6. Online Support
I use an online subscription service called ‘We Are the Luckiest.’ This platform has been life changing for me. There are daily sobriety support meetings for anyone on their recovery journey.
I attended a 6-week course on overcoming anxiety and staying sober through Tempest. Tempest is also an online sobriety support site. They offer tools and resources for people who may be sober curious or looking to quit drinking completely.
I also occasionally attend online Alcoholics Anonymous meetings. There’s pretty much a meeting in every city and state!
7. Social Media
Instagram, TikTok, and Facebook were very instrumental in my early sobriety and still are. I found if I followed other sober people, it helped me stay motivated to not pick up a drink. Many of the accounts I follow also offer practical advice and resources to maintain sobriety. Here are a few of the ones I follow:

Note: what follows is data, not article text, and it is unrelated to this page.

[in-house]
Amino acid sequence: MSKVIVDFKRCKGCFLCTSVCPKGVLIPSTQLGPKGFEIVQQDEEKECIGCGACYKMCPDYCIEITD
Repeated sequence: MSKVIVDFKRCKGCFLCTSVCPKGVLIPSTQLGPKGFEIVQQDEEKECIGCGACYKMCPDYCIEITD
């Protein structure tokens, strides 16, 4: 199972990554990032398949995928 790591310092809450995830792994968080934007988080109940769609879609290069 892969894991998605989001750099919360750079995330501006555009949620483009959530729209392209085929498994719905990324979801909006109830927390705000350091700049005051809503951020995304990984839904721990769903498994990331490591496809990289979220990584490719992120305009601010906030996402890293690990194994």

Instagram: @1000hoursdry, @thisnakedmind, @jointempest, @asobergirlsguide, @sobermotivation
Facebook: I’m in a few Facebook groups. FB groups are amazing because they give you instant access to sober people. You can post questions or struggles you may be having related to sobriety. If you search these names, you can request to join: ‘We are The Luckiest,’ ‘Be Sober-Quit Drinking with Coach Simon Chapple,’ and ‘This Naked Mind.’
TikTok: @yoursoberpal, @sobertryouts
I read so many books in early sobriety and still do! I read some life changing memoirs. I found books helped me work through my shame and feel less alone. I’d recommend reading, ‘Quit Like a Woman’ by Holly Whitaker, ‘We Are the Luckiest’ by Laura McKowen, and ‘This Naked Mind’ by Annie Grace.